Ceramics by Glenn C. Nelson
Glenn C. Nelson was born in Wisconsin in 1913. He is well- known for his ceramics along with establishing an impressive ceramics program at UMD. After he graduated from high school, Nelson spent time learning ceramics and studying art at the School of the Art Institute of Chicago until he was drafted into World War II in 1940. After serving in the South Pacific, he went on to earn a Bachelor of Science in Art Education from Milwaukee State Teachers College (1949) and his MFA from the University of Iowa (1952).
Nelson came to UMD in 1956, and it was during his time here that he spent almost 20 years until 1975 teaching ceramics to both undergraduate and graduate students while continuing to make art of his own. He also authored the book Ceramics: The Potters Handbook with five editions published between 1957 and 1983. On the university’s behalf, Nelson took trips to several different countries including Finland, Germany, and Japan. Former Tweed Museum Director and Curator Martin DeWitt indicated that while Nelson’s influence grew out of the functional clay tradition of the 1940s and 50s, he contributed “a synthesis of the applications of the Bauhaus attitude, Scandinavian elemental design considerations, and a learned sensitivity to the Asian concept of object as idea.”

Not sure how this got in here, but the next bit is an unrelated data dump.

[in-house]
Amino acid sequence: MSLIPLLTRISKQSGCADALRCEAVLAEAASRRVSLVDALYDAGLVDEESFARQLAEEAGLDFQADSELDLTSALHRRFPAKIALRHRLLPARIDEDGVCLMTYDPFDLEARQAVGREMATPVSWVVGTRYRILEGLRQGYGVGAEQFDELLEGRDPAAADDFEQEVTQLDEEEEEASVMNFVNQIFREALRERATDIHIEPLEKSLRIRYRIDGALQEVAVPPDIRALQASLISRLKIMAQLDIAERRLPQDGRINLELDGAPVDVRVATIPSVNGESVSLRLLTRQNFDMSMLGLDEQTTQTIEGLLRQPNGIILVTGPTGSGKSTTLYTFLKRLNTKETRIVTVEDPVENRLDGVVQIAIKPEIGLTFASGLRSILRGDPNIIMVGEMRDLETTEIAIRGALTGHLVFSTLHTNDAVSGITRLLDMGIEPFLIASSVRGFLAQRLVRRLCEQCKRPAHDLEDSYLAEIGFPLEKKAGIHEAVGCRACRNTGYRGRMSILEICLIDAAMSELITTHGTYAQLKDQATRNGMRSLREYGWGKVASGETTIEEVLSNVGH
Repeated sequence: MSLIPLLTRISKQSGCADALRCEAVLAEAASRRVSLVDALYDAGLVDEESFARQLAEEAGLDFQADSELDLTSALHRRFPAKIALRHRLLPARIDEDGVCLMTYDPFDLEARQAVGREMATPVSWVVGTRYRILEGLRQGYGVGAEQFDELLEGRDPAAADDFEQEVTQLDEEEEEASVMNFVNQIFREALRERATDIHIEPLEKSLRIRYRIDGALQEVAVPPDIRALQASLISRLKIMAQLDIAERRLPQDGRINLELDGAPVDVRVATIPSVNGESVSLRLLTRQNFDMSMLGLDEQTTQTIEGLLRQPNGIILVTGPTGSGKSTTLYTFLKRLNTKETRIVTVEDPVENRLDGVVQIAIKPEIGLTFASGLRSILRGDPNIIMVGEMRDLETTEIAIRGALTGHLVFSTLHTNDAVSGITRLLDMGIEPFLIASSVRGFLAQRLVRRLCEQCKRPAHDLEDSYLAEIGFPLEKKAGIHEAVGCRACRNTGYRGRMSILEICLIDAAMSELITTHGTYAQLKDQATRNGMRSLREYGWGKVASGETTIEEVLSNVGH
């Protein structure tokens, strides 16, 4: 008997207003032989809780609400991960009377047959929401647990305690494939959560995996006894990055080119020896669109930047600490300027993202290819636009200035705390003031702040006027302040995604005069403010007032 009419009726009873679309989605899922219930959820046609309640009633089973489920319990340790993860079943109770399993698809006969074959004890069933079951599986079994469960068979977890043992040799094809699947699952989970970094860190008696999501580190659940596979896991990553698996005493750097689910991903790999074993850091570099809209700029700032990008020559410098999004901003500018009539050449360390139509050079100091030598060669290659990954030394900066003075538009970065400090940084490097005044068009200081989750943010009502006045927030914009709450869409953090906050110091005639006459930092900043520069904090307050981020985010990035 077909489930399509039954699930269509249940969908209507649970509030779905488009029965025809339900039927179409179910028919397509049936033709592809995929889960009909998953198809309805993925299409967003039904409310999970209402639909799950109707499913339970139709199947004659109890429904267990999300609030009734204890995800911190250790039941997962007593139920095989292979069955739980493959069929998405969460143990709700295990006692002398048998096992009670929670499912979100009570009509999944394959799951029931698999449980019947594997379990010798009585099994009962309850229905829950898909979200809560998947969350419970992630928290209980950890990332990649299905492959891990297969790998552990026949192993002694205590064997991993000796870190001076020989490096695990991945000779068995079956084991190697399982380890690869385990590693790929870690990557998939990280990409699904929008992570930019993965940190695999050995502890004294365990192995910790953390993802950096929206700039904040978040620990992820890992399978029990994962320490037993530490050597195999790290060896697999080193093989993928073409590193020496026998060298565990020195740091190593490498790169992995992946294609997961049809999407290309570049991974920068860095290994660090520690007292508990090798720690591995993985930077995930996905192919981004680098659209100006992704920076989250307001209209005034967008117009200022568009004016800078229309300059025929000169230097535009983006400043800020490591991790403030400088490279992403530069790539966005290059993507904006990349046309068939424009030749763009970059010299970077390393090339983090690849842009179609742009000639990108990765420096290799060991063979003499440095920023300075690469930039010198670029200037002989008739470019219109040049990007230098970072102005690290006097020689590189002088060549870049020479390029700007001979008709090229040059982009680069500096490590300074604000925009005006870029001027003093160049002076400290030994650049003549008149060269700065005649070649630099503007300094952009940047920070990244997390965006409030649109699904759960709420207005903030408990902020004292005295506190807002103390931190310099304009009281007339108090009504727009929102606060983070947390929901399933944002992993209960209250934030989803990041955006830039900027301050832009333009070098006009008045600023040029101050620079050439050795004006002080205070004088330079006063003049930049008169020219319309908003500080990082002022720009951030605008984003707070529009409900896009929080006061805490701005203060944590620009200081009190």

In 1993, Nelson donated over one hundred works from his collection, along with funding for the first endowment for ceramic-based art to the Tweed Museum. Before this, the Tweed Museum organized a tribute exhibition of Nelson’s ceramics and many of the ceramics he collected over the years, as well as the work of several of his former students. Artist John Steffl wrote, “As a teacher, Glenn possessed many wonderful attributes, among them field work as a potter and a tremendous knowledge of ceramic art which was generously augmented by a love of art history, travel, and people. He shared a genuine concern for the personal well-being of his students, providing us with a learning opportunity rich in ideas and open to artistic expression.”